Nevada County marijuana advisory group talks plant count, setbacks
Panelists on Nevada County’s marijuana citizen’s committee struggled on Tuesday with possible specifics for a new grow ordinance, at times pushing back against questions posed by the county’s cannabis consultant.
The 16-member community advisory group, which is developing recommendations for a new cannabis ordinance, found no consensus on whether the future marijuana ordinance should allow outdoor grows on residential properties. They also found little common ground on setbacks and the number of plants that should be allowed.
Cannabis panelists also found problems with questions posed by MIG, Inc. — the county’s marijuana consultant — queries MIG hoped would draw general opinions from the group. Panelists said they needed specifics, like whether a grow was personal or commercial, before they could answer.
“You’re asking a simple ‘yes’ or ‘no’ on a complex question,” said Rich Johansen, one of 16 panelists.
Daniel Iacofano, principal with MIG, noted that in past meetings the panel reached 93 percent agreement that county rules should conform with the state’s on water supply and quality. It had 87 percent agreement with state regulations calling for a 600-foot setback from schools, parks and child care centers.
Panelists on Tuesday found plenty to disagree about.
Forrest Hurd, a medicinal cannabis advocate and panelist, said setbacks to a neighboring residential property should depend on parcel size. He favored a 50- to 75-foot setback.
“One or two plants next to tomatoes and peas in a garden don’t need to be 150 feet away,” Hurd said.
Johansen said, for example, he wouldn’t want a neighboring grow to be 200 feet from his residence and 600 feet from the grower’s home.
Panelist Jonathan Collier, a member of the Nevada County Cannabis Alliance’s executive committee, said setbacks could disqualify cultivation in some cases, if that person’s grow was on an oddly shaped parcel.
“Share the nuisance,” panelist Lee French said, suggesting a grower’s home must be within a certain distance from his or her grow.
The cannabis group also tackled the question of allowing outdoor grows of up to six plants. State law gives homeowners the right to have a maximum of six plants indoors, though local governments can regulate outdoor grows.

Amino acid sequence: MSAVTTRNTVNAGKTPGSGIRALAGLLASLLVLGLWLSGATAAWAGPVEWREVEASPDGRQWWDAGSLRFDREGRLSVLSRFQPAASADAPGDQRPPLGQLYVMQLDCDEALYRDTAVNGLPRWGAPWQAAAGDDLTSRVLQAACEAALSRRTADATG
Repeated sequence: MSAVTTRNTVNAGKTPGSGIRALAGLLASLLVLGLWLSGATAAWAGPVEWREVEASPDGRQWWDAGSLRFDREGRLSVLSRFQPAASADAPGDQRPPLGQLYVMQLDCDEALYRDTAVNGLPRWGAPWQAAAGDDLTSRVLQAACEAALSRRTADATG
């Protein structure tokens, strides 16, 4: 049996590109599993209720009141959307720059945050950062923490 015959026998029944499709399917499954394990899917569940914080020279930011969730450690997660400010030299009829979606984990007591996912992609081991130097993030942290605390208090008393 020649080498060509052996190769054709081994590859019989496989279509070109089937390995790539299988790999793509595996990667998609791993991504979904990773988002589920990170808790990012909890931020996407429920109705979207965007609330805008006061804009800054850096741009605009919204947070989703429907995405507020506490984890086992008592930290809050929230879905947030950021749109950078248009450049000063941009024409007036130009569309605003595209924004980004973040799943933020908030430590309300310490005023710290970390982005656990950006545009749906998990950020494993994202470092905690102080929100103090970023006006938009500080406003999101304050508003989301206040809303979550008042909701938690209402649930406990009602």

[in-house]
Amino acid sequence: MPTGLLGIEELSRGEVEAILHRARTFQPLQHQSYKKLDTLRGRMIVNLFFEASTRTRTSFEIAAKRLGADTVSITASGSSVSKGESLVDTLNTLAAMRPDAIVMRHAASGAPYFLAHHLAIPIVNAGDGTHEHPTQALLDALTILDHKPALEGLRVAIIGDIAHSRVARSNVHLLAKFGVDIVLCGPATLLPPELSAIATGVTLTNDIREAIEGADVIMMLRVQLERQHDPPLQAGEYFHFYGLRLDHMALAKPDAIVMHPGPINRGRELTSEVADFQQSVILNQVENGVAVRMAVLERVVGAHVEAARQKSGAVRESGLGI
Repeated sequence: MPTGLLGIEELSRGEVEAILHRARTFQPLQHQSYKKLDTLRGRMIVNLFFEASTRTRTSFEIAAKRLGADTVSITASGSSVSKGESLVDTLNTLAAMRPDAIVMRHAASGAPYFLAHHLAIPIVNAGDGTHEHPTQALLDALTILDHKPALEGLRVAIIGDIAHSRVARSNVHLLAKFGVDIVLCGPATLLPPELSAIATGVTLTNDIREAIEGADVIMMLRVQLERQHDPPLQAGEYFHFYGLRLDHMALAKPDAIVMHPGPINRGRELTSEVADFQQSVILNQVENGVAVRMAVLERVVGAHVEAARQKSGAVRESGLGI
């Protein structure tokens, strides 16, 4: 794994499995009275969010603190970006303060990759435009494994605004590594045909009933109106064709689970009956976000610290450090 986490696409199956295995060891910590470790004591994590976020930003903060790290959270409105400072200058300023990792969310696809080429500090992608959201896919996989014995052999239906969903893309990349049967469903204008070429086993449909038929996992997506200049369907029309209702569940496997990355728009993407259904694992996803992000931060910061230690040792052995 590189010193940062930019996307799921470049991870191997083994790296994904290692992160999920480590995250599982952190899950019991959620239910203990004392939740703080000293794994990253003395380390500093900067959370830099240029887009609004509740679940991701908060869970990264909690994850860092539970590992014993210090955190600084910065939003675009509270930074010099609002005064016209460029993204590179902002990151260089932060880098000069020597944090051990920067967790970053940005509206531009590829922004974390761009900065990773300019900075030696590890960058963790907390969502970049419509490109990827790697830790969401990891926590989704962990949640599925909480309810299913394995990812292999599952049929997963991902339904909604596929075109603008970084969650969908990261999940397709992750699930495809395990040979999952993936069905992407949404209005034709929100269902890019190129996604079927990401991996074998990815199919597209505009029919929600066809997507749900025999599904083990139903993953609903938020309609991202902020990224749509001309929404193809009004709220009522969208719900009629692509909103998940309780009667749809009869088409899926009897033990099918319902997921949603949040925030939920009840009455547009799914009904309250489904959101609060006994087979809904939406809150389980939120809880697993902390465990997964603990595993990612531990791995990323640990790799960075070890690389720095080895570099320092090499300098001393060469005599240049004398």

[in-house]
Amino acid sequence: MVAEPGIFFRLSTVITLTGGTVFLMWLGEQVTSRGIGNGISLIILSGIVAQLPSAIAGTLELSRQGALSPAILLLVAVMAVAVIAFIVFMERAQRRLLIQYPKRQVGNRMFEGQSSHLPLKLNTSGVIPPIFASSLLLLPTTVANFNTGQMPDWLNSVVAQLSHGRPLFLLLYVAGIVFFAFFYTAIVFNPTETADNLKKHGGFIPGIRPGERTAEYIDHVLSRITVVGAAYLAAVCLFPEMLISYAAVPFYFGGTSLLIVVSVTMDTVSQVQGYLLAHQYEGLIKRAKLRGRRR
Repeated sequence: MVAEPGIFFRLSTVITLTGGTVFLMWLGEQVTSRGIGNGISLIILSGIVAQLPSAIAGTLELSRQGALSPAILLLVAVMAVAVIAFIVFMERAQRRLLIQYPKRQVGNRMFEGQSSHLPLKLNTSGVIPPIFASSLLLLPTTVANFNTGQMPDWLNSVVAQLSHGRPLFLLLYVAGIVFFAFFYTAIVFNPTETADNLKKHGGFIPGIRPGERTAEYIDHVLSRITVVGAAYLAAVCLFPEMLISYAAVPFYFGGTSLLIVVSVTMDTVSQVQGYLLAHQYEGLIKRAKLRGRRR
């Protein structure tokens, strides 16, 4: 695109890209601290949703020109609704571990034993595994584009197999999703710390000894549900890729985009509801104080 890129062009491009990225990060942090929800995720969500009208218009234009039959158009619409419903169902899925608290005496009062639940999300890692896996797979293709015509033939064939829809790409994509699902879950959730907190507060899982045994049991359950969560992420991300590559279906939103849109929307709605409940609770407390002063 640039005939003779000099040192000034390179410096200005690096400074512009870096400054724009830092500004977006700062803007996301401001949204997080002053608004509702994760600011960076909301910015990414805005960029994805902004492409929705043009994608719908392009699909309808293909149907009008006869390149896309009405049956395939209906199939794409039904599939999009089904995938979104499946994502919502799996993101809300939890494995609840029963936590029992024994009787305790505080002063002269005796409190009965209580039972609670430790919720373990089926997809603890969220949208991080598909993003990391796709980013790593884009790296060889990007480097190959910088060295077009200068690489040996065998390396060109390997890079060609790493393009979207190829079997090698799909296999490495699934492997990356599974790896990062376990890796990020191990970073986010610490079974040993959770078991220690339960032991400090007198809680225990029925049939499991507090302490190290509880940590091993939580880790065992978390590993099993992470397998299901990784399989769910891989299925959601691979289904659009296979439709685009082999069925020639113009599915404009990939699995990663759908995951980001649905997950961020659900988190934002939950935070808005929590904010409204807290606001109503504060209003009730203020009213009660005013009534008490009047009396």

Panelists Michael Mastrodonato and Johansen oppose any outdoor grows in residential areas. Mastrodonato referred to information released at the meeting’s start. According to that information, only 258 unincorporated county parcels are at least 2 acres, in an R1 zone and not in a homeowners association. That’s 0.6 percent of all unincorporated county parcels.
“We’re not talking about the general, overall majority of the population,” he added. “We’re talking about a small portion of it.”
Lee French said he had no issue with two to three plants, if neighbors agree. He opposed six plants.
“I am more concerned with the nuisance factor for those immediately around it,” French said.
Pivoting to the possibility of commercial marijuana grows, Iacofano asked the panel a series of questions to gauge its opinion.
A majority — 63 percent — of panelists support allowing commercial grows up to 10,000 square feet. Half of the panel supports nurseries of up to an acre that have the ability to transport cannabis.
County officials had intended Tuesday’s meeting to be the last for the marijuana group, though they said the final meeting is now scheduled for Nov. 7.
“This is simply one chapter in the process,” said Sean Powers, the county’s Community Development Agency director.
The advisory panel, once it completes its work, will hand its recommendations to the county. Officials will then pen a draft ordinance. Supervisors have said they’d like the new ordinance in place by March.
To contact Staff Writer Alan Riquelmy, email firstname.lastname@example.org or call 530-477-4239.
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